Review Summary: The name Vladimir Cochet probably means nothing to most people reading this, even the most seasoned metal fans. It’s a shame, really, that such an artist could go almost entirely unknown, even after making some of the most forward thinking classical-inf
The capacity of human intelligence seems to limit the capabilities to expand upon any possible creative aptitudes. Indeed, if one cannot even notice the facets that the ingenuities around him are comprised of, how can he be expected to fashion a beast of his own? This inveterate sense of constraint is a great blow to the veracity of mankind’s abilities. It restrains us and holds our minds to the ground below, averting any possibility of rising above ourselves to something greater; something not fathomed by the conventional mind. This concept of seeking to go beyond one’s self, known as “transcendence”, is essentially a gateway to unlocking pieces of ourselves that can lead to some of the most elaborate and significant creations of our world. For many, this quest to transcend and form creations that were once considered unthinkable and overwhelming consumes life. Certainly it is rare to find such people, but when they are found, creative barriers are destroyed.
I have only come across two albums in my lifetime that embody this ambition in full.
The name Vladimir Cochet probably means nothing to most people reading this, even the most seasoned metal fans. It’s a shame, really, that such an artist could go almost entirely unknown, even after making some of the most forward thinking classical-influenced extreme metal ever. One could easily refer to Cochet as a musical prodigy. He plays all guitar, bass, and keyboards himself, as well as forming the drums and performing all vocals while recording and mastering all of his music in his own home. Still, the intimate atmosphere only seems to enhance his abilities. Vladimir has an insatiable will to create. Mirrorthrone, while only one of his many musical projects, is easily the most accomplished. Many parallels can be drawn between Cochet and Mikael Akerfeldt of Opeth. As is the case with both musicians, the emotions poured within their music and the ability used to execute them are unmatched by any extreme metal musician.
That being said, Carriers of Dust
may come as somewhat of a shock to those who listen to it. A mere four songs adding up to over 45 minutes may be a bit much to digest at once, but it’s albums like these that are the most dynamic. The amount of elements and sounds cascading throughout may be overwhelming at times. However, like much experimental/progressive music, the more effort one puts into the listening and understanding the music, the more one will enjoy it. While it may be common to mix emotions and tinctures in the seemingly limitless bounds of extreme metal, Mirrorthrone may very well be the very first to seamlessly blend epic, melodic, technical, brutal, atmospheric, and experimental features with classical-influenced black/death metal.
It is exceedingly difficult to single out specific instances of exceptional writing on an album such as Carriers of Dust
. At its core is indeed brutal black death metal, as the album plainly displays with the opener A Scream to Express the Hate of a Race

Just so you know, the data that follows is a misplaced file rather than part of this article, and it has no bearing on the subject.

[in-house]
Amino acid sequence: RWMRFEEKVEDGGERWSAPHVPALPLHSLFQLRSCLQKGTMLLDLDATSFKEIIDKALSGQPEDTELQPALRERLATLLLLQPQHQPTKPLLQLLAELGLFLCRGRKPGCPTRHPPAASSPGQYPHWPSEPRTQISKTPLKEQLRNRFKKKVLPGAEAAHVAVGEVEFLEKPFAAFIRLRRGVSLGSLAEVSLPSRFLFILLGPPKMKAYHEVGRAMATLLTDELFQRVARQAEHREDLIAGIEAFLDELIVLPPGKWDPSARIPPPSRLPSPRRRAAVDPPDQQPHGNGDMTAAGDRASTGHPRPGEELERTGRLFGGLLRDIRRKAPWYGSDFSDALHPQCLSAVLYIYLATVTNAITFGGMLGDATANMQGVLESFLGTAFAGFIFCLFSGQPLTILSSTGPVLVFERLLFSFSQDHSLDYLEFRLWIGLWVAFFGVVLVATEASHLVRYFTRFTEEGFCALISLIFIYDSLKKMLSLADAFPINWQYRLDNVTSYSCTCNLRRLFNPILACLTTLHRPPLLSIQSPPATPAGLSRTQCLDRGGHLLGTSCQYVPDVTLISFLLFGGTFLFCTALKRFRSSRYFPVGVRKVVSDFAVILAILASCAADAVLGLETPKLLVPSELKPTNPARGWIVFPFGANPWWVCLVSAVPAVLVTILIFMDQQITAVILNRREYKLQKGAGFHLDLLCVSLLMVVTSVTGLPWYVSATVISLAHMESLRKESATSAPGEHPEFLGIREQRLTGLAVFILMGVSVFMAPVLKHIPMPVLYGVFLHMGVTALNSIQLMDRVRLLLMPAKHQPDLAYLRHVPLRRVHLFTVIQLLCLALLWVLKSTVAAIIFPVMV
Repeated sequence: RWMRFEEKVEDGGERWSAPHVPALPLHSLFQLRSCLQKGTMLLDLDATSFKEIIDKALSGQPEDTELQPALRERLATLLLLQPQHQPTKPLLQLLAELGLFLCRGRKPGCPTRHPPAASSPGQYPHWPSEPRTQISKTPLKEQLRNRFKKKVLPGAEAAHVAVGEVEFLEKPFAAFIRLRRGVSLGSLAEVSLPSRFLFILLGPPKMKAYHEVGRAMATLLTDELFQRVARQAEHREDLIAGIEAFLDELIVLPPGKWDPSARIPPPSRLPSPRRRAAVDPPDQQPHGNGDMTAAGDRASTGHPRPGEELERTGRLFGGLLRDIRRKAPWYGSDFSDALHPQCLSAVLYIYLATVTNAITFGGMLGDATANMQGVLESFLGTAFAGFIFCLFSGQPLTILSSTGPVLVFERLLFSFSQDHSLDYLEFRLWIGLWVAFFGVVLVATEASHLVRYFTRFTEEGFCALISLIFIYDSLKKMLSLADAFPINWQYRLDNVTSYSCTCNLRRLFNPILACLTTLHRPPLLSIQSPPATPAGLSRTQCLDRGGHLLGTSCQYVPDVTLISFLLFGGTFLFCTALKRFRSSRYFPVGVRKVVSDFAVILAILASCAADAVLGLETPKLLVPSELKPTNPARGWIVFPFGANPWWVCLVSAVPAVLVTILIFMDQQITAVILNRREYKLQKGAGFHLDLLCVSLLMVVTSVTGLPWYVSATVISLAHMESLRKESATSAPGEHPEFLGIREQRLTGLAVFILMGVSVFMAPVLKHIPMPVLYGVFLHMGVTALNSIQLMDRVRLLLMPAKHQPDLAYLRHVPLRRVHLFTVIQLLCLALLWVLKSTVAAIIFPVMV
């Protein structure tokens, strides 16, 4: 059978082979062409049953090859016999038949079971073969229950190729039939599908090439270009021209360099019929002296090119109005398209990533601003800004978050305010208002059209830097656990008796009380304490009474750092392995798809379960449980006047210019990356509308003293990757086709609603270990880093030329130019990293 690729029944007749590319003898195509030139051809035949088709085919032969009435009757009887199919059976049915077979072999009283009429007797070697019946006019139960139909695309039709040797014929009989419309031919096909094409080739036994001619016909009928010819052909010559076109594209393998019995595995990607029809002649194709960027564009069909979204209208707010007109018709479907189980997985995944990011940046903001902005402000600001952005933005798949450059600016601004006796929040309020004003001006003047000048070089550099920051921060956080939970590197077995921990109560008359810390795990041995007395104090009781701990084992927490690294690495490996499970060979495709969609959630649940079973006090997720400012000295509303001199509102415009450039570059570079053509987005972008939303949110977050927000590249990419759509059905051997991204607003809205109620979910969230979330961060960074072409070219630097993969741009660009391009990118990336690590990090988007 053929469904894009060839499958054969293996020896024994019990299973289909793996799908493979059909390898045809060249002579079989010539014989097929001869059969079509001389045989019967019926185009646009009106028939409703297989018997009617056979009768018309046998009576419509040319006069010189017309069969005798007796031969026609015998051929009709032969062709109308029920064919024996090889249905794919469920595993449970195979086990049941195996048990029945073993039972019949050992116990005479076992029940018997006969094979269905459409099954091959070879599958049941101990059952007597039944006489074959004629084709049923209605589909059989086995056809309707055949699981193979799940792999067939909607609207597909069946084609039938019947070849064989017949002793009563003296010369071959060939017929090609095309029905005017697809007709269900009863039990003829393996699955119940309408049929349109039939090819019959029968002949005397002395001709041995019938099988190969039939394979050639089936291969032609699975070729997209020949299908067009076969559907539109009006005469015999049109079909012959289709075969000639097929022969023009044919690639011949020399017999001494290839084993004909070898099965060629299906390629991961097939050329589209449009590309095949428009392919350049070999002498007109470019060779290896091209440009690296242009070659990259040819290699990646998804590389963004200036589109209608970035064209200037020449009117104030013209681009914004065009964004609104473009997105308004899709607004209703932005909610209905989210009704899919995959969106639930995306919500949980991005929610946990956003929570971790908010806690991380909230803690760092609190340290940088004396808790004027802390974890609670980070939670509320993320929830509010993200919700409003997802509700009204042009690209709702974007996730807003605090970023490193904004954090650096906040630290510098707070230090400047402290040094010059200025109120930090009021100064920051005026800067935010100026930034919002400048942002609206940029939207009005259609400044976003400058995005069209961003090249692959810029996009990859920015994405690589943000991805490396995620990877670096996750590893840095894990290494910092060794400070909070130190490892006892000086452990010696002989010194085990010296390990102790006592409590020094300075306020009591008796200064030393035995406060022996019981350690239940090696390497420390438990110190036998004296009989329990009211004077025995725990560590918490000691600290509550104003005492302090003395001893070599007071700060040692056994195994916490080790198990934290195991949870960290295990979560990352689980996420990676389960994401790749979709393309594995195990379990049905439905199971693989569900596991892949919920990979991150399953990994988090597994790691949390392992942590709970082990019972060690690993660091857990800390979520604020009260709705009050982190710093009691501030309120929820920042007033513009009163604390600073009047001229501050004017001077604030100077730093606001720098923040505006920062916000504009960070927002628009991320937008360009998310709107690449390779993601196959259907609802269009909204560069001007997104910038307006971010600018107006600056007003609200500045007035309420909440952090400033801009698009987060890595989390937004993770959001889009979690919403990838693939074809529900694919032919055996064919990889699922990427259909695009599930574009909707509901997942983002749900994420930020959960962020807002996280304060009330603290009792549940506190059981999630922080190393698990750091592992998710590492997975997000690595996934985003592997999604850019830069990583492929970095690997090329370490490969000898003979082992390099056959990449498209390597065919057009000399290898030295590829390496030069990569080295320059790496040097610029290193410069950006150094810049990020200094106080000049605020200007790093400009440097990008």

. Vladimir immediately displays his affinity for extreme metal vocal ability, putting forth black metal shrieks and beastly growls that could force Mikael Akerfeldt into submission. While the drums rage on and the guitars are layered with monstrous riffs, definite melody shows through at all times. Mortphose
, the only “average” length song, rides a dark yet serene melodic atmosphere with incredible proficiency for soloing. Meanwhile, Ils Brandiront leurs Idoles
defines epic structures in metal while simultaneously sifting through a tidal wave of creative emotional rivulets. Like a spirit stalking its live prey, De l’Échec et de son Essentialité (Point 1. Marginalité Démystifiée)
emerges with a flowing stream of lead guitar riffs and vocal harmonies.
While Cochet has undoubtedly mastered the basic necessities of avant garde death metal, his powerful classical influences are what make Mirrorthrone an irreplaceable band. Such clean vocal harmonies as those in A Scream to Express the Hate of a Race
and Ils Brandiront leurs Idoles
are powerful beyond words and often induce such epic feelings as to render one, metal enthusiast or not, completely speechless. A Scream to Express the Hate of a Race
and De l’Échec
also feature piano work beyond proficiency. The albums also becomes progressively more emotional and intricate towards the end, which has at times brought on the feeling of being overwhelmed by waves of instrumental and vocal layering. However, an overwhelming of the senses can produce some of the most indescribably pleasurable sensations known to man, and it looks like Mirrorthrone has mastered the art of auditory pleasure.
The progression of metal from its conception way back in the 1960’s into the present day has created quite a contrast. Obviously bands like Mirrorthrone are far removed from the days of shocking satanic lyrics and blues-based guitar riffs. In today’s music, bands such as this can be credited as paving the way for a new field of influence and a new spectrum of musical capabilities that were once unheard of. For those seeking a new and unusual sound in extreme metal, Carriers of Dust
is a magnum opus that could be dreamt of for years to come. With godlike writing skills and instrumental talent beyond measure, it would be fair to say that if Mozart had been alive today, he’d have made something like Carriers of Dust